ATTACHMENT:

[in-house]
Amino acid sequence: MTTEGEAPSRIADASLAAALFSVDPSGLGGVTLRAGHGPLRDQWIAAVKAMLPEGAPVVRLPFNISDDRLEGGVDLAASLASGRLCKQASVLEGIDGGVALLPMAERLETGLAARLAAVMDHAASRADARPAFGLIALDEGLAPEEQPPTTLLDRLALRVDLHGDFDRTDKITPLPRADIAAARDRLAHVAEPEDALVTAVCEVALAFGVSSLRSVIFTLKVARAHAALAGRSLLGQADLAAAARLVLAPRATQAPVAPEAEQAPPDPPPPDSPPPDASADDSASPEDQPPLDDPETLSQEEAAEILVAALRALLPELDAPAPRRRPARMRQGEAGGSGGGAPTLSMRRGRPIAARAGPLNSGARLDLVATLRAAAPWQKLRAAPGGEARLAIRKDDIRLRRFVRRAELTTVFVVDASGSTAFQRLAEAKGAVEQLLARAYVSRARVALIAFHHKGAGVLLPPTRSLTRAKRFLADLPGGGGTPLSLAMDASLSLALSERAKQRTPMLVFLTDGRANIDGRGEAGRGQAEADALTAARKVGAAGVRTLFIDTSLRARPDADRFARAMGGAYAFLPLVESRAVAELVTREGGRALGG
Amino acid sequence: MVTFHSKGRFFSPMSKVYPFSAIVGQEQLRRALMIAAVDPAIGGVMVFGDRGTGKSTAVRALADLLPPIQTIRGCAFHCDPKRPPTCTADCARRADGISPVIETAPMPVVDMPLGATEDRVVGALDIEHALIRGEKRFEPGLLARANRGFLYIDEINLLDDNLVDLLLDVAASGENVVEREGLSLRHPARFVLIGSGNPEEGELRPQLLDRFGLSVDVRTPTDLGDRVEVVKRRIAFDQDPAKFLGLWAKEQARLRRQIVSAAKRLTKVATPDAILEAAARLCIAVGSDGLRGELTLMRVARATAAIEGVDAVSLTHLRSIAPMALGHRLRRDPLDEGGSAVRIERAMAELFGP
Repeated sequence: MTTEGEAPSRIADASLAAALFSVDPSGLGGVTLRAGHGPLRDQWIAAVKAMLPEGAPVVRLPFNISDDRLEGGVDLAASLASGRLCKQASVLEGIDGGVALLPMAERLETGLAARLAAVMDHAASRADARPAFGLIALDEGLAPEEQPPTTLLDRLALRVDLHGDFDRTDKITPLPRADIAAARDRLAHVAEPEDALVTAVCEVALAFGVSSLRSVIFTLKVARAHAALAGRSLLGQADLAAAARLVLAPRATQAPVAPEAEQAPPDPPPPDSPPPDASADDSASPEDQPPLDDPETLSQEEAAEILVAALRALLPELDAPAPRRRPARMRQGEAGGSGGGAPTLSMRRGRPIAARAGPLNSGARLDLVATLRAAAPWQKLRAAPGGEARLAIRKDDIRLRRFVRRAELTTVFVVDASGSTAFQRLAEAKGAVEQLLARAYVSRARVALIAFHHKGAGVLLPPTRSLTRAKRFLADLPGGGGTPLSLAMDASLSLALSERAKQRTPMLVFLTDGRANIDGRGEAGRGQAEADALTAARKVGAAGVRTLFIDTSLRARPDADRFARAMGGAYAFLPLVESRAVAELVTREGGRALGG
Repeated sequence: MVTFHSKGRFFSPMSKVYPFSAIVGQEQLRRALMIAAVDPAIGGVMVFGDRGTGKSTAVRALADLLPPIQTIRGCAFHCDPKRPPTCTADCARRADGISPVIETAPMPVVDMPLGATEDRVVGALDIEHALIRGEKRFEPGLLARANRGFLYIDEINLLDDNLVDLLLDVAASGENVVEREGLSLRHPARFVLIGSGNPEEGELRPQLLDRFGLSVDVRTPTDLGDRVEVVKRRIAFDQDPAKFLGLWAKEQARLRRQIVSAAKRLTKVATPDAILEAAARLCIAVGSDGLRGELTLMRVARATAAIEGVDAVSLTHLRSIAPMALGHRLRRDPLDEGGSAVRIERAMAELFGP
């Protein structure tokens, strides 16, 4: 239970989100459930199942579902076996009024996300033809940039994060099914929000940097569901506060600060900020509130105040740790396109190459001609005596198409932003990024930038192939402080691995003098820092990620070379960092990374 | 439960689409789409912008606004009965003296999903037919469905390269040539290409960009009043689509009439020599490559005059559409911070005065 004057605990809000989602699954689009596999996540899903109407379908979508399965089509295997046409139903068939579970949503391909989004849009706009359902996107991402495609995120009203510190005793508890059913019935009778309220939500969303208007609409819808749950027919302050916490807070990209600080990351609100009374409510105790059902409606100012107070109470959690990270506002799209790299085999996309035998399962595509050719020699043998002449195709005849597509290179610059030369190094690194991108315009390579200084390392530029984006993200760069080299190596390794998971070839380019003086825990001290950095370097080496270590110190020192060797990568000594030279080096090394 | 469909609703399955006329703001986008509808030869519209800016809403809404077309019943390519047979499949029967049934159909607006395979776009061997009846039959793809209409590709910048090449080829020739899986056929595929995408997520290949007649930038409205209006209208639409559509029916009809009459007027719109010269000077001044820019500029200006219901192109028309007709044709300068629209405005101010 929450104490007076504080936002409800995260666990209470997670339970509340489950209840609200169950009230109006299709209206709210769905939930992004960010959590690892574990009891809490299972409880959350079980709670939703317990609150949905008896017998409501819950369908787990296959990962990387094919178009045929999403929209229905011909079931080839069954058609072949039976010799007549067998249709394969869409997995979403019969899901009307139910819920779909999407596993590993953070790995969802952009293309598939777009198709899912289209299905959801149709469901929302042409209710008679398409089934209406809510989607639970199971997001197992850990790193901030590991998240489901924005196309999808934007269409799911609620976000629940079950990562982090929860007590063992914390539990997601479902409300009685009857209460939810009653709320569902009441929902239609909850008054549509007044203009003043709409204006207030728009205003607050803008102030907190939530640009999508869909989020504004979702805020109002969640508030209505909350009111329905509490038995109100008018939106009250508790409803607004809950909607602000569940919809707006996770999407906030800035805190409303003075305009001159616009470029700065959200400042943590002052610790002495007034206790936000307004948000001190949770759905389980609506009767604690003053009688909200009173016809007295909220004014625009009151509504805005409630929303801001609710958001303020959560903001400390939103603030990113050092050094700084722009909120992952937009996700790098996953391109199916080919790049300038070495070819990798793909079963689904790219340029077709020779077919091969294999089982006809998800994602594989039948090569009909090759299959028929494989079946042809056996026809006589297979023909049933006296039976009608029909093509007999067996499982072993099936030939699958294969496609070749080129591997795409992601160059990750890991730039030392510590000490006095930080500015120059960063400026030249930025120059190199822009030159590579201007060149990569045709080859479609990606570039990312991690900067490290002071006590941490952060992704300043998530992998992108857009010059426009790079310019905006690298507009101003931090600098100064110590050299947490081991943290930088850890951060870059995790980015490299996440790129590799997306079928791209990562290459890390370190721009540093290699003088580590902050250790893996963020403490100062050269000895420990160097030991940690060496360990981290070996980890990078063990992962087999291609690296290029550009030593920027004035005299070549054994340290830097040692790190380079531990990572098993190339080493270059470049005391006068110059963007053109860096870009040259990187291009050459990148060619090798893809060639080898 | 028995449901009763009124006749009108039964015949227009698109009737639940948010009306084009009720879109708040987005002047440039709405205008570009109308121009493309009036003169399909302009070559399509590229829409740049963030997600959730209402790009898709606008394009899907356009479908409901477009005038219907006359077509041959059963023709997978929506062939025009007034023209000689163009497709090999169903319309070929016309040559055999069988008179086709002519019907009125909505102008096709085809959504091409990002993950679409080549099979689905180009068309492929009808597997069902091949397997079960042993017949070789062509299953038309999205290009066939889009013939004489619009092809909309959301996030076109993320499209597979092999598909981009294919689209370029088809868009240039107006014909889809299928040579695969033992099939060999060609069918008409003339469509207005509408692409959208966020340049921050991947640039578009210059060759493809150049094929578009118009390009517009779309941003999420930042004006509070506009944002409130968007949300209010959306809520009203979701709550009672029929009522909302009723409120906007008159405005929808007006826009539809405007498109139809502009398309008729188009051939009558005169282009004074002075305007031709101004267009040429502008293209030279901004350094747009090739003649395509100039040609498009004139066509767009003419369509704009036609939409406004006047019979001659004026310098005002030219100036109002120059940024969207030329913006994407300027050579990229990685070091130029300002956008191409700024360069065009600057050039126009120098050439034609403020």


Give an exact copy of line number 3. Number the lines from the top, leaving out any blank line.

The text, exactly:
Amino acid sequence: MVTFHSKGRFFSPMSKVYPFSAIVGQEQLRRALMIAAVDPAIGGVMVFGDRGTGKSTAVRALADLLPPIQTIRGCAFHCDPKRPPTCTADCARRADGISPVIETAPMPVVDMPLGATEDRVVGALDIEHALIRGEKRFEPGLLARANRGFLYIDEINLLDDNLVDLLLDVAASGENVVEREGLSLRHPARFVLIGSGNPEEGELRPQLLDRFGLSVDVRTPTDLGDRVEVVKRRIAFDQDPAKFLGLWAKEQARLRRQIVSAAKRLTKVATPDAILEAAARLCIAVGSDGLRGELTLMRVARATAAIEGVDAVSLTHLRSIAPMALGHRLRRDPLDEGGSAVRIERAMAELFGP